The way forward

Wayfinding on the Camino de Santiago is easy. The only time I back-tracked from taking the wrong path was on the first day as I found my way to the trail in the dark of autumn’s pre-dawn hour. After that, I neither lacked light nor trail markings. While I didn’t always know where I was, I always knew where I was headed. I found that a very comforting feeling.

Trail markers manifest in a variety of forms: large government produced signs, old cement pillars, scallop shells imbedded in the sidewalk, and most commonly yellow arrows spray-painted onto a rock or sign or just about any solid object. After that first morning every step I took was forward in the direction of my destination.

As an independent traveler, and at times solo traveler,  maps, GPS, guidebooks, and helpful locals are usually a critical component of my travel kit. I love maps. I’m a geographer and cartography and GIS are required competencies. My mother also instilled a very strong sense of direction in me. I swear I learned north, south, east, and west, before I learned left from right. Still, long-distance travel free from uncertainty about the correct path to take is wonderful.


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Fortunately, like the Camino, life’s path is constantly changing. Smooth sidewalks give way to cobblestones which give way to dirt tracks which give way to pavement . At times the footing is tedious and oh-so-tiring, at other times so pleasant that it becomes hard to stop. And, like the Camino, I have fellow travelers that can help me on my journey.  They too are finding their way, suffering the blisters and aching joints, but also celebrating at the summits and at the sanctuaries along the way. We are all walking, finding our way, seeking knowledge, love, acceptance, and meaning. We are all pilgrims finding the way forward.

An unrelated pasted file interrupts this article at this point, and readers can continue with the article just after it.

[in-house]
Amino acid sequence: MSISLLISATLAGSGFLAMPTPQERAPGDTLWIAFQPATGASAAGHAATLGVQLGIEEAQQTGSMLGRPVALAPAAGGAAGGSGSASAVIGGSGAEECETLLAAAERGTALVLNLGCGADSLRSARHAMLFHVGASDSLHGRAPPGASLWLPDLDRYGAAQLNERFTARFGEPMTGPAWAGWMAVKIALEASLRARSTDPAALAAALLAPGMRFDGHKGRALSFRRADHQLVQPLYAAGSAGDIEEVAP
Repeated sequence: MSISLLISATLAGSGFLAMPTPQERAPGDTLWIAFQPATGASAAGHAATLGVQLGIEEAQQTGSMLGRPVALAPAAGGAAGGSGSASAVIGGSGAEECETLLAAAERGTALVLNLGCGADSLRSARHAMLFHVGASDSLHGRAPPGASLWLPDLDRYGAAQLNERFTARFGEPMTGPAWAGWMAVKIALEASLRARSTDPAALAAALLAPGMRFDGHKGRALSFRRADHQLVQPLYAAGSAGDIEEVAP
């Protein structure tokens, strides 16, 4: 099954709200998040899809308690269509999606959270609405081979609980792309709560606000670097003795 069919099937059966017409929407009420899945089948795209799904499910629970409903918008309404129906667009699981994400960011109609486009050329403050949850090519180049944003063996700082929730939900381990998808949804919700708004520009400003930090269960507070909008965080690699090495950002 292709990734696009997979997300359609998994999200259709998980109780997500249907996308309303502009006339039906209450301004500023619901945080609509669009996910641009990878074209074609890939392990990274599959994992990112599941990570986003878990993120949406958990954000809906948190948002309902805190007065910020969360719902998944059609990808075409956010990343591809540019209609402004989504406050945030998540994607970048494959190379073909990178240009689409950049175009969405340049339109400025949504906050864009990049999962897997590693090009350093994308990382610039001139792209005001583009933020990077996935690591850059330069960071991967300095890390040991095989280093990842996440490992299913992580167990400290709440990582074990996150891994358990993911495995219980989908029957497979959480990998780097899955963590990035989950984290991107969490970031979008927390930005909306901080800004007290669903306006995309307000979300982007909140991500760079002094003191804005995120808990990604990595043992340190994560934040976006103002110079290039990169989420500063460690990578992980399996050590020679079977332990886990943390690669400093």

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4 thoughts on “The way forward

  1. These are lovely photos, but all deserted? Is this because of the season, or is it largely quite peaceful and tranquil? I imagined quite a few people on the trail all the way along, but this is probably unrealistic.

    • The emptiness was due to the time of year, and my propensity for excluding humans in my landscape photos. There were many kilometers of solo walking in a day, but then there’d be waves of other peregrinos. Also, I took my time leaving town each morning, so most of the pilgrims who stayed in the same village I did were long gone, and the faster walkers behind me had yet to catch up.

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